Diseases, Pests and Weeds
Fertilizers, Manures and Feeding
Flowering Plants
Garden Design and Planning
Gardening Terms (Glossary)
Gardening Tips
Gardening Tools
Indoor, Foliage and Shade Plants
Leaves, Roots and Flowers
Light Requirements
Planting and Transplanting
Pots and Potted Plants
Pruning and Pinching

Pots and Potted Plants

The biggest advantage of pots is that they are portable. You can place a potted annual in the sun to develop good flowers and then put it back in partial shade where it normally wouldn't bloom. You can remove pots to the shade or shift them indoors if the midday sun is too hot for the plants, or you can take indoor plants out for sun when they need it. Truly, pots are a great invention.

Pots limit vegetative growth (growth of roots, leaves and shoots) but do not necessarily hamper flowering. You can even grow trees in them. In fact, the restrictive root area often gives a better fruit/flower to leaf ratio.

Small pots usually look better than big ones. They can yield abundant flowers. But small pots hold less soil and consequently fewer nutrients. This may be okay for short-term plants like annuals and in fact advantageous to some plants like nascurciums but not for long,term plants like shrubs and perennials. They need more long-term and sustained supply of nutrients. This can be accomplished by feeding repeatedly and changing with fresh soil every year.

For ceramic, cement and plastic pots the soil must be porous. However, cacti and other water, retentive plants are better off in clay pots as these are air permecable. Incidentally black plastic pots can tolerate the sun, others do not, so they should be used indoors.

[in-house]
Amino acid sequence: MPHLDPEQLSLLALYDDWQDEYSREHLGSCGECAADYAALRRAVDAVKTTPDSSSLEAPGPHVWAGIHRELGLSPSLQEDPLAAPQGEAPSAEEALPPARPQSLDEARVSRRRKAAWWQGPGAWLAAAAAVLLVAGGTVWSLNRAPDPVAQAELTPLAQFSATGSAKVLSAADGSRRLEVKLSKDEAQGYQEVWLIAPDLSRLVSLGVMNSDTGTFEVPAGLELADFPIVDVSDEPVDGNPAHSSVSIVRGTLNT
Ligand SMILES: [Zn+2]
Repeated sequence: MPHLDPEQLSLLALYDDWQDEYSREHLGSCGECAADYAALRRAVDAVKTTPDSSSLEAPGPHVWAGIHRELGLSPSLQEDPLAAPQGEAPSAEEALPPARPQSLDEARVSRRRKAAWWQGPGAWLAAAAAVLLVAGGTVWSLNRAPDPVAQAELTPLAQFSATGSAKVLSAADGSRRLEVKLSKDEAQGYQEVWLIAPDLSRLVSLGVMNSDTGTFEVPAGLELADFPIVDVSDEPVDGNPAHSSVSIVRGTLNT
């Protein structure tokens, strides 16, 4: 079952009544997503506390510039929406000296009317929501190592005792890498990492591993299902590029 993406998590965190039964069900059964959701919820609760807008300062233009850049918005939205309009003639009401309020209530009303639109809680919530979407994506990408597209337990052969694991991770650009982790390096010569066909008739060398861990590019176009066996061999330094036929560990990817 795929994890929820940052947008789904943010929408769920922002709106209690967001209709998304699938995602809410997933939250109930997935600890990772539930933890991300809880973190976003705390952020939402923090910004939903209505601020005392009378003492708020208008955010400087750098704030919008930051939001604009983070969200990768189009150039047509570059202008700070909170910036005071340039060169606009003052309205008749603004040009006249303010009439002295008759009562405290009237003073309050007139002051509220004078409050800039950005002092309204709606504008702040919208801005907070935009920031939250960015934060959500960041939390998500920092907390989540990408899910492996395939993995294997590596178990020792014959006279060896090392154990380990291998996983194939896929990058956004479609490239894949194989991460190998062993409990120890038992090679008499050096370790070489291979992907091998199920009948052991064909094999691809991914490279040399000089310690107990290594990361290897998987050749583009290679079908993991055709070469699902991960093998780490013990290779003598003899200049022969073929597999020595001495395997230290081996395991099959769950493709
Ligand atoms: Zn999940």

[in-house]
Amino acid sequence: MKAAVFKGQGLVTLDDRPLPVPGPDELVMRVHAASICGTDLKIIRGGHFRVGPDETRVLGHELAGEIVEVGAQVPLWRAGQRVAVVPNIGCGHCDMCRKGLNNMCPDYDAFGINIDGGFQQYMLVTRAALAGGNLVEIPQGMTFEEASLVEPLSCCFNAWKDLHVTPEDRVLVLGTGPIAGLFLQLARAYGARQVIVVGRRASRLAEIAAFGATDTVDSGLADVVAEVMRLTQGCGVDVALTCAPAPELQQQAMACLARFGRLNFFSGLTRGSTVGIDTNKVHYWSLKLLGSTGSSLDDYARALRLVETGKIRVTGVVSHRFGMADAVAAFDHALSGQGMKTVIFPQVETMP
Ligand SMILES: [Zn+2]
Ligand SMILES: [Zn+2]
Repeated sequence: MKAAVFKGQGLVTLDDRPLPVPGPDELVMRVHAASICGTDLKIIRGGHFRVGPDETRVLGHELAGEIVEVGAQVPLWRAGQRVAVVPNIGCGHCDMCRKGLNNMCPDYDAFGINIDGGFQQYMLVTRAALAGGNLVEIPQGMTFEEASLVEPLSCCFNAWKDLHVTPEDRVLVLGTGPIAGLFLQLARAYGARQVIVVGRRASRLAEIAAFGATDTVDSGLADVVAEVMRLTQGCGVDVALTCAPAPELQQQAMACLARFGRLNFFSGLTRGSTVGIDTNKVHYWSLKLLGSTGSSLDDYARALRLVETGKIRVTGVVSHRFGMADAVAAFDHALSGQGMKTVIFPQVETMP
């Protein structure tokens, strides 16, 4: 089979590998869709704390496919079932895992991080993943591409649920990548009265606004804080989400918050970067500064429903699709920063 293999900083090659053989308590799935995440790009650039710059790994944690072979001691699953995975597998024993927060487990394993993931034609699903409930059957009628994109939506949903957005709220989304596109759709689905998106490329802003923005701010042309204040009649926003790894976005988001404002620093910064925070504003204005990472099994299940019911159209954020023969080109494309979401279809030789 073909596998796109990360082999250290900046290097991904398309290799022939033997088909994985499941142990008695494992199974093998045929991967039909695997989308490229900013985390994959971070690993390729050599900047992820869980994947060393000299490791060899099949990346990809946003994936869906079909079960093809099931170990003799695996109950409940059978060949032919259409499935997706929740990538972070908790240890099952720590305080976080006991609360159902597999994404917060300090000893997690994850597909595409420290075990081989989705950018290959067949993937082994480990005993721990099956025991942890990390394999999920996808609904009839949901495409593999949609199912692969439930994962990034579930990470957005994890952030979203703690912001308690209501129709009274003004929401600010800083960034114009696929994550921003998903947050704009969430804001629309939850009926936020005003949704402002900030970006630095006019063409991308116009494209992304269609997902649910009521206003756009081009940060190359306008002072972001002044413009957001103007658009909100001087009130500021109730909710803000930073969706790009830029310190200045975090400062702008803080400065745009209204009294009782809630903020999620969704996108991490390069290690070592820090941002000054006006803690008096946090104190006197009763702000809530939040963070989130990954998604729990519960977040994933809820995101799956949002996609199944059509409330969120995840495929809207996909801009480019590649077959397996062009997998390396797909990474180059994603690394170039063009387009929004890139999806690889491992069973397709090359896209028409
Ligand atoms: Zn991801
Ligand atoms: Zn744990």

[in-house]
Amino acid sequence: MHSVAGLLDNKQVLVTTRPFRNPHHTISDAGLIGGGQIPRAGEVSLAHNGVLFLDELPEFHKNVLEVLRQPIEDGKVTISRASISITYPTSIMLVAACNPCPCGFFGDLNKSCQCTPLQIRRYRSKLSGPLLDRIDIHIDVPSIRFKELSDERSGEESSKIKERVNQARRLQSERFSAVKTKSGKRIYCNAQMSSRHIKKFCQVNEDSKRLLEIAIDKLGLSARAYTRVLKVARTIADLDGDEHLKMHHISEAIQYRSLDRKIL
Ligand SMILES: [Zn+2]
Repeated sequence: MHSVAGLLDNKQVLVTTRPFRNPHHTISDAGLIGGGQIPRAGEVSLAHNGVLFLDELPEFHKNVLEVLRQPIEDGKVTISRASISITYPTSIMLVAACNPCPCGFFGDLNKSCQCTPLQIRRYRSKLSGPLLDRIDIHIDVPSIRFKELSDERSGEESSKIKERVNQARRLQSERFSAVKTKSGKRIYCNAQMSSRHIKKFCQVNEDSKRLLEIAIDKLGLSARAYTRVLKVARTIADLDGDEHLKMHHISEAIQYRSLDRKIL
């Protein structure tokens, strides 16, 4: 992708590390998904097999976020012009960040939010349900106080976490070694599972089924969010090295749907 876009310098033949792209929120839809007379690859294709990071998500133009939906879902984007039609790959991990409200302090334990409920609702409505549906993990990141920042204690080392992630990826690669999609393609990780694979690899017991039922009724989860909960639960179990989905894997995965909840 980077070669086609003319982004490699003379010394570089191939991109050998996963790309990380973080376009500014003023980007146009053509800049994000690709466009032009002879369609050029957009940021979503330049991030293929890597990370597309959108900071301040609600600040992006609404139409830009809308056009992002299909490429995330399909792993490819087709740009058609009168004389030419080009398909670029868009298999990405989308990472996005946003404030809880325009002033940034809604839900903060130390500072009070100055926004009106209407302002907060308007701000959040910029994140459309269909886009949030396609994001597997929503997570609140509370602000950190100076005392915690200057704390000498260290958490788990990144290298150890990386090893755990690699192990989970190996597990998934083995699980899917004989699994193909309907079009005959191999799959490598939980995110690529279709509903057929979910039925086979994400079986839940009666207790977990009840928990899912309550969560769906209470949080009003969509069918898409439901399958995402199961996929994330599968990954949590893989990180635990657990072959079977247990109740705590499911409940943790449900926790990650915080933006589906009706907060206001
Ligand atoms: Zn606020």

When buying clay pots clank them with a small pebble to check the soundness of baking. Inadequately baked pots will sound dull when clanked. These will disintegrate faster, so avoid them.

To prevent clay pots from looking shabby, line the inside with a plastic bag or paint it up. Since both these methods reduce porosity of the pot, the soil mixture used must be loose to allow air into the root zone.

Concrete pots are good, but too heavy. They impart some alkalinity to the soil they hold, which is fine for cacti and ferns.

Never arrange pots of different sizes in a straight line, as it looks very disharmonious.

Pots can be sunk in the ground yielding a natural look to the plant. Of course they will need more Watering than ground plants but less than plants kept on cemented surfaces. The roots of the plants in these pots will find a passage into the ground through the drainage hole and get their moisture directly from the ground. One disadvantage is that the plants grow bigger, since the roots are unhindered. If you want to limit the size of the plant re..move the plant, and cut off any roots, which may be emerging out of the drainage hole.

When arranging an array of pots bear in mind that, straight, line arrangements are only appropriate for walls and pathways. Otherwise cluster arrangements as shown in the picture look more harmonious and natural. Pots that are bigger than the plant itself steal away too much attention and look unattractive. It is better that your arrangement conceals more of the pots than expose them.

Repotting a plant is necessary if the pot becomes root bound. This leaves the plant with little soil to pick up its nutrition from. The plant may be transferred into a bigger pot, planted in the ground or returned to its original pot after pruning one-third of its roots and adding fresh soil Removing a plant from a pot, root, soil and all (depotting) becomes easy if the soil is allowed to dry up prior to removal. Drying makes the soil shrink allowing the root ball to literally slip out with a tap or two.


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